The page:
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Berlin often defines itself in opposition to the rest of Germany. The capital city overwhelms visitors with 20th-century history, immerses them in contemporary art and intoxicates them with a legendary nightlife scene. But it rarely conforms to the popular image of Germany embodied in Bavarian icons like lederhosen and half-timber framing. The big exception comes in December, when the city's public squares fill up with Christmas markets, or Weihnachtsmarkts.
The Christmas market originated in Germany in the 14th century, and today there are dozens that pop up every winter in Berlin, some running for only a few days, while others stay open daily from late November until New Year’s Day. Vendors set up tents and wooden stalls in public squares in the afternoon to sell comfort food and handmade goods, and revelers mingle and warm their hands around hot mugs of mulled wine (or glühwein) long into the evening.
A good Weihnachtsmarkt will have plenty of delicious food and interesting gifts, but it should be more than the sum of its parts. The main reason to visit is the general festive atmosphere: the smell of roasting almonds and mulling spices, the hum of Christmas carols, the kaleidoscope of tree lights and decorations. It is hard to find a better setting for it all than the Gendarmenmarkt, one of Berlin’s most beautiful and central squares.
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This Christmas market unfurls between two 18th-century cathedrals and a concert hall, and is a good place to sample classic German fare like roast bratwurst, cheese spaetzle and quark balls (sweet, melt-in-your-mouth balls of dough). On the southern side of the market, you will find Neuburger rahmbrot—boats of hot sourdough bread filled with sour cream, bacon and green onions—and an unmarked stand that roasts whole turkeys over a spit (served sliced with bread and coleslaw for 5.50 euros).
Good German Christmas markets draw vendors from all over central Europe, so save room for the savory fried Hungarian breads at a stand called Langos near the northern entrance. Then finish up with Austrian kaiserschmarrn, a pillowy pancake broken into pieces and covered with toppings like vanilla sauce, stewed cherries, applesauce and almonds.
The Palace's setting rivals Gendarmenmarkt: It's the former residence of the Prussian royal family, and its grounds host one of Berlin’s largest Christmas markets, with some 250 vendors. It is a good opportunity to branch out from glühwein and try other popular hot alcoholic drinks, like a Lumumba, the chocolate and rum drink that takes its name, ironically, from a Congolese politician.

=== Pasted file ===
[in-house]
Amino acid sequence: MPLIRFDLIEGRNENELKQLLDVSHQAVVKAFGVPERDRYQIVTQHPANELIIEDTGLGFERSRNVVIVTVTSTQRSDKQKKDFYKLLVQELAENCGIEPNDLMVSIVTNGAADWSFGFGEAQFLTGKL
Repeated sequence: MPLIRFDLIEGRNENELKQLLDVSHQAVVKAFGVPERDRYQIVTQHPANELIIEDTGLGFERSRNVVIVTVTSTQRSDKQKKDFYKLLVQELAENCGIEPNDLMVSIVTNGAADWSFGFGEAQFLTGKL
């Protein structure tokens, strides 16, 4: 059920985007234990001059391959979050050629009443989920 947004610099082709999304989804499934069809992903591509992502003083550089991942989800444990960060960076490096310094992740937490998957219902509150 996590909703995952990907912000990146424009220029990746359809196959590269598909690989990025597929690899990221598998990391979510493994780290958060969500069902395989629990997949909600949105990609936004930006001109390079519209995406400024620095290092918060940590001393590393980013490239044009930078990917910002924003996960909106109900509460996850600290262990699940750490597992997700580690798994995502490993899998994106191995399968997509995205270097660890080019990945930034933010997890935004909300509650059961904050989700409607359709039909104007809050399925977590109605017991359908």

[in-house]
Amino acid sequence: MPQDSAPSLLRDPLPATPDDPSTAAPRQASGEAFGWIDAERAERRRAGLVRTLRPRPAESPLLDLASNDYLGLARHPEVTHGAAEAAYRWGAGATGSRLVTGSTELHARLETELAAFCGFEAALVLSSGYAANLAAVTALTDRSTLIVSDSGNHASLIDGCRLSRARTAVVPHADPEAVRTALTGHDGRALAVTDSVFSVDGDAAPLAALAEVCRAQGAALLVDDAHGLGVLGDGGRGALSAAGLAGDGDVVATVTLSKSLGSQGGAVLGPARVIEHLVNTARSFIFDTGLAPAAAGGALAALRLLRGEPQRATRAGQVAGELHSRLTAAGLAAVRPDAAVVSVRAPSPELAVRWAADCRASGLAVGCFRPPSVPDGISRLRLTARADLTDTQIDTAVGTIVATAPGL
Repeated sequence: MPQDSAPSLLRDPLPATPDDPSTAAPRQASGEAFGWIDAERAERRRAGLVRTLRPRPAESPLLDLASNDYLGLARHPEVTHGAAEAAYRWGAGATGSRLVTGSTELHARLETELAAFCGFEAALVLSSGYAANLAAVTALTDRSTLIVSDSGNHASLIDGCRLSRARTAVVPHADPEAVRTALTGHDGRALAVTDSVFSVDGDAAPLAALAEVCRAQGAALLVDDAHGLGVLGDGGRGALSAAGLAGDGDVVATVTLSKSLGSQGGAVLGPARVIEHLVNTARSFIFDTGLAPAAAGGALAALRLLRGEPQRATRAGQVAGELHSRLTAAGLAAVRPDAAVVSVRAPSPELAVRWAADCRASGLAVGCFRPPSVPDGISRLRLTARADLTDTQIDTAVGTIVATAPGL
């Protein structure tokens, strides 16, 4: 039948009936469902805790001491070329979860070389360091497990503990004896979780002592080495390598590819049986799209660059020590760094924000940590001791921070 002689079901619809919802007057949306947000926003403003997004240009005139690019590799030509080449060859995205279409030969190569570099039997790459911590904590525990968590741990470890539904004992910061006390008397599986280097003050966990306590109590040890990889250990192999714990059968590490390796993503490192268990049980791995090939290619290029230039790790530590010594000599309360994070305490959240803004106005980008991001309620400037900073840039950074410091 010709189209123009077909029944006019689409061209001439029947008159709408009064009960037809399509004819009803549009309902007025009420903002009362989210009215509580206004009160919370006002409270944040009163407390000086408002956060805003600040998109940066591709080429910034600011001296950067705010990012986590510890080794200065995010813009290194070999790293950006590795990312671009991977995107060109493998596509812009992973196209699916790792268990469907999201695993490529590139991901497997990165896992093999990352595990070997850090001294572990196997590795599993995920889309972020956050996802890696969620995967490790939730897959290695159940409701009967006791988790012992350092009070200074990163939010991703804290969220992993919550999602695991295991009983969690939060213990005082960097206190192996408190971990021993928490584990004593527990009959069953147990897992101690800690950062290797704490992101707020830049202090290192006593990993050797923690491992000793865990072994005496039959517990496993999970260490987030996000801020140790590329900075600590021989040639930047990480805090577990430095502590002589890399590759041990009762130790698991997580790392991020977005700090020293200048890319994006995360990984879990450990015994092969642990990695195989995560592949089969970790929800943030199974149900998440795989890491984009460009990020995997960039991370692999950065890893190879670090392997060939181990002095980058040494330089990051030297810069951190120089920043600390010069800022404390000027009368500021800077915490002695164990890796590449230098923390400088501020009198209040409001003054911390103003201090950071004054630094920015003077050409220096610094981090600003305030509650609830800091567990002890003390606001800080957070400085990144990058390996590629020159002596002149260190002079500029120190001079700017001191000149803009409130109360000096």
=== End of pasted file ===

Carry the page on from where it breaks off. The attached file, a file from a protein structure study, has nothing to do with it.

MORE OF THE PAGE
The market at Charlottenburg Palace is also one of the best markets to load up on stocking stuffers. Schloss Warlitz sells exotic honeys (for seven euros, the Winter’s Dream honey is a diabetic’s nightmare, a mixture with walnuts, marzipan, cinnamon, ginger, chile, chocolate, sea buckthorn and vanilla). At the market’s southeast corner, you can buy lebkuchen, a classic German gingerbread, and at Bäckerei Bärenhecke, you can buy different varieties of stollen (German fruit bread), including one sweetened with marzipan.
The Lucia Weihnachtsmarkt is located in the courtyard of a former brewery in posh Prenzlauer Berg, and it is one of the hipper Christmas markets in town. It is Scandinavian themed, so instead of German glühwein, you can drink Swedish glögg, Finnish glögi or Icelandic jólaglögg. The best drink, though, may be hot cherry beer from Frannz near the southern entrance.
Despite the Scandinavian theme, you can also find local Berlin products like mustard from Berliner Senf Manufaktur and sausages from Gut Hirschaue (work up your courage and try a liverwurst or blood sausage). You can also eat potato pancakes in the traditional Bohemian preparation, with garlic and marjoram, at Omas Kartoffelpuffer; and raclette, a popular Swiss dish of melted cheese served on bread, at Leopold’s.
Unlike the Christmas markets at Gendarmenmarkt and Charlottenburg Palace, there is no full-service restaurant at the Lucia Weihnachtsmarkt. So if it gets too chilly, get cozy with a hot drink inside a Mongolian yurt. Finish the evening at the green-lit Absinthbar, which sells a variety of absinthe drinks—and may just get you in the mood for one of Berlin’s famous all-night, non-holiday parties.
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